Prior to serving as the third President of the United States, Thomas Jefferson was elected the second Vice President, serving under John Adams from 1797 to 1801. A proponent of democracy, republicanism, and individual rights motivating American colonists to break from Great Britain and form a new nation, he produced a number of formative documents and decisions at both the state and national level. Jefferson also kept a journal in his later years which was later published and edited by his grandson in 1829 and accompanied by four volumes of his extensive correspondence, most of which he penned between the years of 1775 and 1826, the year of his death.One of the many legal briefs published in the early 1800’s, Jefferson also published Proceedings of the Government of the United States in Maintaining the Public Right to the Beach of the Mississippi regarding a dispute with Edward Livingston over a tract of land on the Mississippi, which Jefferson had claimed for the federal government while President. Livingston had sued Jefferson for $100,000, but the case was dismissed. Concerned that the public considered the court’s dismissal to be based on a technicality.
Leading author, politician, inventor, and statesman Benjamin Franklin left a legacy of scientific and political achievement. Hailed as the “first great American” by historian Frederick Jackson Turner, America’s “first philosopher” by David Hume and “one of the most sensible men that ever lived” by Emerson. Benjamin Franklin, in both his life and writings, “held true to a fundamental ideal with unwavering and at times heroic fortitude: a faith in the wisdom of the common citizen” (Isaacson, 478-93). Franklin’s works encompass shrewd observations on the literature, philosophy and religion in early America.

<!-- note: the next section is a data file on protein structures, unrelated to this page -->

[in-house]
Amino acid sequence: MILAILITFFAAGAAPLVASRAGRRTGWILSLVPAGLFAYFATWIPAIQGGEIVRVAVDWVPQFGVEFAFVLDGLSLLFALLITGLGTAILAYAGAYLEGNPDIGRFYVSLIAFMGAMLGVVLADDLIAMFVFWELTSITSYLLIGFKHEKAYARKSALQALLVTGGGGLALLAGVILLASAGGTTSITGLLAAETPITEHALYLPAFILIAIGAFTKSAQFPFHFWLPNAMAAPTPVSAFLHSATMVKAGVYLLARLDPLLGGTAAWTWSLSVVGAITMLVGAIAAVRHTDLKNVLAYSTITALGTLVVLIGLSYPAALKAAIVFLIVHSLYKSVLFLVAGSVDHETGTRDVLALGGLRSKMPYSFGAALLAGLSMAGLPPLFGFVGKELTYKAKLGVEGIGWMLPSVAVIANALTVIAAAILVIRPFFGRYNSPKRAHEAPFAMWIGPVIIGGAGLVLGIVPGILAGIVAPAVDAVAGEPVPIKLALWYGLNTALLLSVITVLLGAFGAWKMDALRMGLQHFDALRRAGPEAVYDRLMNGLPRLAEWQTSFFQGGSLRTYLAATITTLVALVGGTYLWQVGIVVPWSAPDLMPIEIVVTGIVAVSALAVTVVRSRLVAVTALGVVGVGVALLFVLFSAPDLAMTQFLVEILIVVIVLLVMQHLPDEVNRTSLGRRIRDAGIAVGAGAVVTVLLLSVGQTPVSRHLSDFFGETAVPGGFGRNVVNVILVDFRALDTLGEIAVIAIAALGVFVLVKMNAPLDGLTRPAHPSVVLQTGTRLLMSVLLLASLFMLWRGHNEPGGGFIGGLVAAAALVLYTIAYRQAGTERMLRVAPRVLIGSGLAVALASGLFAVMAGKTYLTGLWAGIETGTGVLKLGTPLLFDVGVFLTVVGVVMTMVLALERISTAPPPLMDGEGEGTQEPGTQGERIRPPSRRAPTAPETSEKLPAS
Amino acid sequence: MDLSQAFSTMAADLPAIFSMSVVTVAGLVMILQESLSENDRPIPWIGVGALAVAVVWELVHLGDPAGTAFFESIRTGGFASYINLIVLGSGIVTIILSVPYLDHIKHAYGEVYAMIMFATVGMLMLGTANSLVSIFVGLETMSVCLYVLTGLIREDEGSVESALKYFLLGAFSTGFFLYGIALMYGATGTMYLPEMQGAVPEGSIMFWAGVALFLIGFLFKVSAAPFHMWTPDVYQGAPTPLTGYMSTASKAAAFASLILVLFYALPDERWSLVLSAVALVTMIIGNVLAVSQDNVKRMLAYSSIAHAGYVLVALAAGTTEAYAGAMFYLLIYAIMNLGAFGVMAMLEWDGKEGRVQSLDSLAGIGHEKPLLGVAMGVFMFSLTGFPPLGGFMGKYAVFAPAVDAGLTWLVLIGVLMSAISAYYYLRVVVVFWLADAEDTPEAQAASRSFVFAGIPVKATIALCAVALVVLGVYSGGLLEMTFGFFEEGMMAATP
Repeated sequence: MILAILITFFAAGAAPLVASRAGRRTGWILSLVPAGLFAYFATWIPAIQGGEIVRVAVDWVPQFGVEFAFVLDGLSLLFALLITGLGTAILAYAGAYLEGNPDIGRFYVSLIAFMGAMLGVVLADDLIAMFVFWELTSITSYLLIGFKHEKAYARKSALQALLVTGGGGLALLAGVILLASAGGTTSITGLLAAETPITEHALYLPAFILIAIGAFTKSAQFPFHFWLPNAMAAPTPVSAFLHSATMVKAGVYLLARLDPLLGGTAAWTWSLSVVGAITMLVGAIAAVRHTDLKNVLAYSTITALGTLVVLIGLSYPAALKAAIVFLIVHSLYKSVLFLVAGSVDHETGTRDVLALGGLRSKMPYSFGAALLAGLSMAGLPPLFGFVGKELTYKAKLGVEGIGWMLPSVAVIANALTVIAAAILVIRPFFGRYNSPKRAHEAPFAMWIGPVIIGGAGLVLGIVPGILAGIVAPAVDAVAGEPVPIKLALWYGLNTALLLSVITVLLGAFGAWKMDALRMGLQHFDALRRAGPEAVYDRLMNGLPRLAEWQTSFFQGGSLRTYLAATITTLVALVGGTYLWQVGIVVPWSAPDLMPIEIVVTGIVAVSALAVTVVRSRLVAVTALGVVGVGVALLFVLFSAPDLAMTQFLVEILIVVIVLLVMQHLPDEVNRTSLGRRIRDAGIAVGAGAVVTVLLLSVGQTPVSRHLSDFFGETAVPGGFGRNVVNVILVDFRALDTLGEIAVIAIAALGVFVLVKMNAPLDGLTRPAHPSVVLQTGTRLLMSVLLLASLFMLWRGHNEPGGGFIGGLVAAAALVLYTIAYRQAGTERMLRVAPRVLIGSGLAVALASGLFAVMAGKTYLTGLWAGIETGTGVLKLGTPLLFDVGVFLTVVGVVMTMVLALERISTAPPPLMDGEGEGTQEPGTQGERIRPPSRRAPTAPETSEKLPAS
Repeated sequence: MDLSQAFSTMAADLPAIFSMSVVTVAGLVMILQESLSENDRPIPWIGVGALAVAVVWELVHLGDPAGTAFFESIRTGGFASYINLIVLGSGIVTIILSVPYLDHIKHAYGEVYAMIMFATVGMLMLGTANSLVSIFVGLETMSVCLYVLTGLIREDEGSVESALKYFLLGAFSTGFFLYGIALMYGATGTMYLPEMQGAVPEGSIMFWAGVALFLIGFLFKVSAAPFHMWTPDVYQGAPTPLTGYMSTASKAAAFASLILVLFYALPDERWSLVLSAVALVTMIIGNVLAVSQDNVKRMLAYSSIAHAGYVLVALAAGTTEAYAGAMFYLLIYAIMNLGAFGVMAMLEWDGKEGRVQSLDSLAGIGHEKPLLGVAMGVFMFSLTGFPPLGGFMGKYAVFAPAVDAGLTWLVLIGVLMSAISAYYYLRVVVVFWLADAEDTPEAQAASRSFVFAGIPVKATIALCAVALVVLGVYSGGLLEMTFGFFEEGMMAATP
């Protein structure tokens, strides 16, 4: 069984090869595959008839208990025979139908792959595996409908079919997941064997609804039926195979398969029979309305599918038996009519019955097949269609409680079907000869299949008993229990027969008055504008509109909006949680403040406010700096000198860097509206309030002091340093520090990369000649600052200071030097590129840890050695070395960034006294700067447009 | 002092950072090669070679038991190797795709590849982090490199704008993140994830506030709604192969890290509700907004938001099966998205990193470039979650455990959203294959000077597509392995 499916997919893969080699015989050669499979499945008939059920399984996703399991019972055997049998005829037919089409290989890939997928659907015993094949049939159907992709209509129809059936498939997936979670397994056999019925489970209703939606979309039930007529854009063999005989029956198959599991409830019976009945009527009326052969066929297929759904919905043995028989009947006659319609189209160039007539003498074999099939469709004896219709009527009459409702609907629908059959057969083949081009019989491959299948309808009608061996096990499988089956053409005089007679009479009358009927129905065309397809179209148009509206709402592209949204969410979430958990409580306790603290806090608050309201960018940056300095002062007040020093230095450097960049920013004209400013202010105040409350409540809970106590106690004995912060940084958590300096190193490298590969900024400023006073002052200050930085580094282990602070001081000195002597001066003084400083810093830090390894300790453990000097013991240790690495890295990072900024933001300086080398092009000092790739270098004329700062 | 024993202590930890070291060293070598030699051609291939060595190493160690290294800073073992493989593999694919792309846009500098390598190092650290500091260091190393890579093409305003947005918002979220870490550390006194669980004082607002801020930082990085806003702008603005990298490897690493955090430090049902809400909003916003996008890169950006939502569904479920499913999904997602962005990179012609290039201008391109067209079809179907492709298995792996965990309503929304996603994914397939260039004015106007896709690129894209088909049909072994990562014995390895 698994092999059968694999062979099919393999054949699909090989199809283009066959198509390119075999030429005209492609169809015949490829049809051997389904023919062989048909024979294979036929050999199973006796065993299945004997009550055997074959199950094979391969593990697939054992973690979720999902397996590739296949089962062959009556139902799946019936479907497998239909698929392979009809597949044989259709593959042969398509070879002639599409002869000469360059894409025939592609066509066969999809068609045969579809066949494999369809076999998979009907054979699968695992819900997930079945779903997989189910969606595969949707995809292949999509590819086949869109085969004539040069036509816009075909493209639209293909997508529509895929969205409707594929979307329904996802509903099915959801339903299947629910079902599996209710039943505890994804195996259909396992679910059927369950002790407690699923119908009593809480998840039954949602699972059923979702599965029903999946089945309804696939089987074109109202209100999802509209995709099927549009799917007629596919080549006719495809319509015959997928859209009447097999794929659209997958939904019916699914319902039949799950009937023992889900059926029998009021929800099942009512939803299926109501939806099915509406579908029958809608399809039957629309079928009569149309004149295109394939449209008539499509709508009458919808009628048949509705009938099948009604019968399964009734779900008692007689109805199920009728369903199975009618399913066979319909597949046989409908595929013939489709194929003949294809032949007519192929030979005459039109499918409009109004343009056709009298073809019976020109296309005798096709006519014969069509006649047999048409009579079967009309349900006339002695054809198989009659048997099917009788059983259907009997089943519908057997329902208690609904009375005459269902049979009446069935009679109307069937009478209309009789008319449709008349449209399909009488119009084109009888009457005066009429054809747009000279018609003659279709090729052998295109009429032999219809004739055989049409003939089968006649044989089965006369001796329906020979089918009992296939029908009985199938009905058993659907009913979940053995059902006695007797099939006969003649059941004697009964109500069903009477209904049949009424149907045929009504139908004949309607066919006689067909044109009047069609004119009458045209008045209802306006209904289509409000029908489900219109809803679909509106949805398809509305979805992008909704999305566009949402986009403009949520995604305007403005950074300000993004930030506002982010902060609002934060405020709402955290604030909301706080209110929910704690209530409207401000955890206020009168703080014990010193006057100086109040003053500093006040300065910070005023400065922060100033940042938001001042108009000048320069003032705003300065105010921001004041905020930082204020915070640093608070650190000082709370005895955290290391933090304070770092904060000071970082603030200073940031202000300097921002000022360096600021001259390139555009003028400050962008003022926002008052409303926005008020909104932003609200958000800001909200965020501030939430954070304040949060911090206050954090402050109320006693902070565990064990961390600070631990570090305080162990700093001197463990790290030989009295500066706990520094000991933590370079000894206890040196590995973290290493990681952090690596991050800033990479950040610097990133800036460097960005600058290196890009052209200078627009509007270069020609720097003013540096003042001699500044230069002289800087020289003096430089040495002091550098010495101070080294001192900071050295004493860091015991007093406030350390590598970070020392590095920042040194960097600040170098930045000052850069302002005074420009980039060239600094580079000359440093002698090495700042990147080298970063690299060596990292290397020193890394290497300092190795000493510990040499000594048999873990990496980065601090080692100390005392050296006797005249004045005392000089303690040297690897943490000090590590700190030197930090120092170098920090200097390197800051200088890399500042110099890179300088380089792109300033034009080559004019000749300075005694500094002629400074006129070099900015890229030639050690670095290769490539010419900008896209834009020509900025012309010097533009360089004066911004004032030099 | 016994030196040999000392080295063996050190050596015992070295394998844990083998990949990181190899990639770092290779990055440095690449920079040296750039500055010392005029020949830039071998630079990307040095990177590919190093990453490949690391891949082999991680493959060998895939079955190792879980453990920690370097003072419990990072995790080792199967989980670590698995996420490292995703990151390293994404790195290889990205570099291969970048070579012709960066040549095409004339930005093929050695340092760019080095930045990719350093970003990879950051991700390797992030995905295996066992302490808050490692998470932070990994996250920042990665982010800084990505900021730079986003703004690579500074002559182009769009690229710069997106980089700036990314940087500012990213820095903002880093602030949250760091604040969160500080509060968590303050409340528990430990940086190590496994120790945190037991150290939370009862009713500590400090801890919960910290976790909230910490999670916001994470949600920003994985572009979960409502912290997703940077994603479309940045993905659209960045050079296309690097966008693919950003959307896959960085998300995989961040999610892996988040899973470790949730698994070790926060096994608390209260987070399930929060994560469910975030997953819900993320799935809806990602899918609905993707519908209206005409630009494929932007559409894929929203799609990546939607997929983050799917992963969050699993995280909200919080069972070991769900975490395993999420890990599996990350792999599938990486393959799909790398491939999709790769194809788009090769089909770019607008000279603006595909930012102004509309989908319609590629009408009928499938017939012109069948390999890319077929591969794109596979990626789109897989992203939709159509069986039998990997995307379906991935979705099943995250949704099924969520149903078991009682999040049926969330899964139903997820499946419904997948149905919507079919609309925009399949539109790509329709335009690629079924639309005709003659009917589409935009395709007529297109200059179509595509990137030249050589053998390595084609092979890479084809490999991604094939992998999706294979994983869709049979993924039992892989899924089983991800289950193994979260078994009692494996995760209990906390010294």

Perhaps the most famous and influential example of an autobiography ever written, The Private Life of the Late Benjamin Franklin was originally written for Franklin’s son William, then the governor of New Jersey. The work portrays a fascinating picture of life in Philadelphia, as well as shrewd observations on the literature, philosophy and religion of the time. Franklin wrote the first five chapters of his autobiography in England in 1771, resumed again 13 years later (1784-85) in Paris and later in 1788 when he returned to the United States. Franklin ends the account of his life in 1757 when he was 51 years old. Considered to be the greatest autobiography produced in colonial America” (Archiving Early America).
In addition to the rare works highlighted above, our collection currently includes a broad range of Americana including works by George Washington, Thomas Paine, John Hancock, and Abraham Lincoln among many others.